Two Kentucky men arrested on suspicion of involvement in the Jan. 6 storming of the U.S. Capitol recently made their first court appearances before a Bowling Green-based federal judge.

Robert L. Bauer of Cave City was arrested Jan. 15 and later that day made an initial appearance while in custody before Magistrate Judge Brent Brennenstuhl of U.S. District Court in the Western District of Kentucky.

Damon Michael Beckley was arrested Jan. 16 in Hart County and made his initial appearance before Brennenstuhl three days later over video while in custody at the Grayson County Detention Center.

Beckley faces charges of unlawful entry of a restricted building and disorderly conduct on Capitol grounds.

Federal prosecutors based in Washington charged Bauer and a cousin, Edward Hemenway of Virginia, on Friday with entering and remaining in a restricted building, disorderly and disruptive conduct in a restricted building, violent entry and disorderly conduct at the grounds and in a Capitol building and parading, demonstrating and picketing in a Capitol building.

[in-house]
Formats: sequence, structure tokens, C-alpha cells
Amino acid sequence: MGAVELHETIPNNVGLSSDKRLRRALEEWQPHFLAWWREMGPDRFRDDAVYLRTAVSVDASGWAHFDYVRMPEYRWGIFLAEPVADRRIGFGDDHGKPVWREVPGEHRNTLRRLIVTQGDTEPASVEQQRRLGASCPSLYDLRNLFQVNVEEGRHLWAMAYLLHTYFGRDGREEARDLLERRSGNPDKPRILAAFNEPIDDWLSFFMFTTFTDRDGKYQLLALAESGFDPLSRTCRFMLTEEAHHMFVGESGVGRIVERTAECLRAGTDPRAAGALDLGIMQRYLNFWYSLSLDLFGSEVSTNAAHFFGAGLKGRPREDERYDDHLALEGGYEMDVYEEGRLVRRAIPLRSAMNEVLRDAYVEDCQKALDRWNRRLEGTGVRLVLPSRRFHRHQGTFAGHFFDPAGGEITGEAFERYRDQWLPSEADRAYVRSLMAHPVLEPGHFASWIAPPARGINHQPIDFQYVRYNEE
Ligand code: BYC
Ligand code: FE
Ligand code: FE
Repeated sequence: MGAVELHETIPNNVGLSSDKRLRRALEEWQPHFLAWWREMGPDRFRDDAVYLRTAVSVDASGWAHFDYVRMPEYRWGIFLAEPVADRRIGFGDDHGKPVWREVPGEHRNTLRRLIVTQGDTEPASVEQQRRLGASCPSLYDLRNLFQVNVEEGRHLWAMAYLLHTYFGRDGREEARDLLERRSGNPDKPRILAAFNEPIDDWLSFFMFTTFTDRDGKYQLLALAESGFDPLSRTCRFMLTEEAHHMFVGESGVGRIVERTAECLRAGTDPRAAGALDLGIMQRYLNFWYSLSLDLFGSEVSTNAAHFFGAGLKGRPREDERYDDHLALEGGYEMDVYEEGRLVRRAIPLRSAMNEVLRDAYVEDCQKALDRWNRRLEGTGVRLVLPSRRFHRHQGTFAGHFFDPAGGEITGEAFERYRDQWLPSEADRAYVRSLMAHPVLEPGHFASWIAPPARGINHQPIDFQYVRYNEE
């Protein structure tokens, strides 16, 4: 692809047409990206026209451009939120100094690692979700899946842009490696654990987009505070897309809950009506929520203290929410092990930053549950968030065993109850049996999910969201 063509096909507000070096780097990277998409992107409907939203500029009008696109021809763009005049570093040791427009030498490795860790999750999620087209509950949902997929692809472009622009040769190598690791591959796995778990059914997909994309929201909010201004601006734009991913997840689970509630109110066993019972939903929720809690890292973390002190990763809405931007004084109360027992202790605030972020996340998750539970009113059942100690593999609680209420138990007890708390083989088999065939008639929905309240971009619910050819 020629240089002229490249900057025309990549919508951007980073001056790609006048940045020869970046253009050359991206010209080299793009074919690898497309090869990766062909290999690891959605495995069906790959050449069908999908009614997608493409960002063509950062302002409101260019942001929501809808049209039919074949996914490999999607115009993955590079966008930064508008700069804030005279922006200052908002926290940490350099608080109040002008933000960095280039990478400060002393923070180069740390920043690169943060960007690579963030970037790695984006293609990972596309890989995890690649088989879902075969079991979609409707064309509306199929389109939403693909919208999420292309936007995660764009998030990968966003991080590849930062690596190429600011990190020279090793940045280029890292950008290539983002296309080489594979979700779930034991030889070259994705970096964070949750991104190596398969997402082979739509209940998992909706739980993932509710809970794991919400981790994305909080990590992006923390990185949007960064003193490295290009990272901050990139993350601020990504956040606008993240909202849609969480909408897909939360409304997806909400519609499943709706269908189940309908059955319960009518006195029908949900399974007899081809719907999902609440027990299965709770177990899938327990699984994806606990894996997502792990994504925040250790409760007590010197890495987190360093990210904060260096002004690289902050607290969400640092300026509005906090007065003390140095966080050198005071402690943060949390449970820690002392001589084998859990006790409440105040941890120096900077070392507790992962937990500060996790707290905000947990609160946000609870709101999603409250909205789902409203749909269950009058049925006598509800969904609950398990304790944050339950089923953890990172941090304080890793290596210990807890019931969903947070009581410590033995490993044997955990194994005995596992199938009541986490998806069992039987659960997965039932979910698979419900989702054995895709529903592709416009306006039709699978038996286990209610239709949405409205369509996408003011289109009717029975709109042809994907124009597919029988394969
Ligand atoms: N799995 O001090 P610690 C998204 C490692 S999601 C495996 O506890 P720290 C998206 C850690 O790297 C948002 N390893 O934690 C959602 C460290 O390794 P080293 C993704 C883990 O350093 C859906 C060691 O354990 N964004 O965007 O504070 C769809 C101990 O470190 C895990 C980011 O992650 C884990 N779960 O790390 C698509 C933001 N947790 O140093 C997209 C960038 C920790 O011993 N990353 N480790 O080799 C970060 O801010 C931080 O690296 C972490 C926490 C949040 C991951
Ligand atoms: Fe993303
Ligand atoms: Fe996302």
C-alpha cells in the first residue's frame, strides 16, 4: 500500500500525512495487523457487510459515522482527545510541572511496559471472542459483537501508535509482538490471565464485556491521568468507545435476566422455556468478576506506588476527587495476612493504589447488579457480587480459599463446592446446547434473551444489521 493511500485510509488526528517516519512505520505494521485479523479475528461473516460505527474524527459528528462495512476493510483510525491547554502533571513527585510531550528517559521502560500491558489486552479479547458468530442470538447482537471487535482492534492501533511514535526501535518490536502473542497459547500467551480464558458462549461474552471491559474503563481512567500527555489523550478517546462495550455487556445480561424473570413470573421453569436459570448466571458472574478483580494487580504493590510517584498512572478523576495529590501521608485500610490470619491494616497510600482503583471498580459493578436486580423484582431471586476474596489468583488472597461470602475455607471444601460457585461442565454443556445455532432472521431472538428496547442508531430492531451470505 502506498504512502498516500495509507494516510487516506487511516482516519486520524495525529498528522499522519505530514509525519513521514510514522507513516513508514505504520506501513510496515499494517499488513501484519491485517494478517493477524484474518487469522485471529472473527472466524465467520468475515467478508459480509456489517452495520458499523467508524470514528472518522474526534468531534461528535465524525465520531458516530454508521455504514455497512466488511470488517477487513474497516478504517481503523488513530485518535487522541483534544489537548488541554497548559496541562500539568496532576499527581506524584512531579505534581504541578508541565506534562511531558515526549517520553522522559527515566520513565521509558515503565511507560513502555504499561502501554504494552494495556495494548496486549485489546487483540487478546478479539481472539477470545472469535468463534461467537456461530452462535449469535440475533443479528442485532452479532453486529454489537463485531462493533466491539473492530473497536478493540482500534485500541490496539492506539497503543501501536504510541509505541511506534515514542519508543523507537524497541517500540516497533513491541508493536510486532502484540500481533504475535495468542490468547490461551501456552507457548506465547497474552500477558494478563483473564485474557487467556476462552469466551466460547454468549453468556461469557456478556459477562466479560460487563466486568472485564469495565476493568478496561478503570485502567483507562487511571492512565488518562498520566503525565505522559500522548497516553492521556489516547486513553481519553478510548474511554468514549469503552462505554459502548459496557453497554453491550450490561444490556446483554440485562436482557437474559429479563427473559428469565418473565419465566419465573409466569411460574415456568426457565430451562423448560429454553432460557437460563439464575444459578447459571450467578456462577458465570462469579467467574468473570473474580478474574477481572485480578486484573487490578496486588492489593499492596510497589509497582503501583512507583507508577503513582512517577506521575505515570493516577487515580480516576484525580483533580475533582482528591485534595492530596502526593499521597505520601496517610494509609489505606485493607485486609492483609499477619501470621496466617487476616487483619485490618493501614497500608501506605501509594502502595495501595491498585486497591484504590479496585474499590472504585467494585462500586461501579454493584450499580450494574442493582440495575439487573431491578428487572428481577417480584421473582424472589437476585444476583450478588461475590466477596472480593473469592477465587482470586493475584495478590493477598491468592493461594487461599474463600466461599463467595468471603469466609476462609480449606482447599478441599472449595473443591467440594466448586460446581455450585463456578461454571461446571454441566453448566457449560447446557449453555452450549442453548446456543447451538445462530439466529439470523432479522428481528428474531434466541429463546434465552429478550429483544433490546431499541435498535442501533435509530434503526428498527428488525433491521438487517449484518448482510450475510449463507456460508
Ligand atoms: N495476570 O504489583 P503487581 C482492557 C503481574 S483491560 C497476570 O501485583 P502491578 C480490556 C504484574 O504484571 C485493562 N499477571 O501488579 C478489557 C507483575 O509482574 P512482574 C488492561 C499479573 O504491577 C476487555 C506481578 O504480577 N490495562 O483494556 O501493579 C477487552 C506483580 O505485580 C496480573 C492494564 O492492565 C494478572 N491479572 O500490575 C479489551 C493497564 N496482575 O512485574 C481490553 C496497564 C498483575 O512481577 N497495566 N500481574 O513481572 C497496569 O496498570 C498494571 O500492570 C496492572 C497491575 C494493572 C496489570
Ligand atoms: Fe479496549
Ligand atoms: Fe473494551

Bauer initially faced two charges at the time of his arrest, but two counts were added in an information – a charging document filed by federal prosecutors when a case is not presented to a grand jury – filed Friday in U.S. District Court for the District of Columbia.

Bauer and Beckley are both free on $25,000 unsecured bonds mandating that they not participate in any protests or go on any federal or state capitol grounds while their cases are pending.

Beckley’s internet use has also been restricted under the terms of his bond, having been ordered to make no posts or communications related to the protests or matters related to the U.S. government.

The two men are among many who have been accused of joining in a mob that stormed the Capitol as Congress was meeting to certify the results of the 2020 presidential election.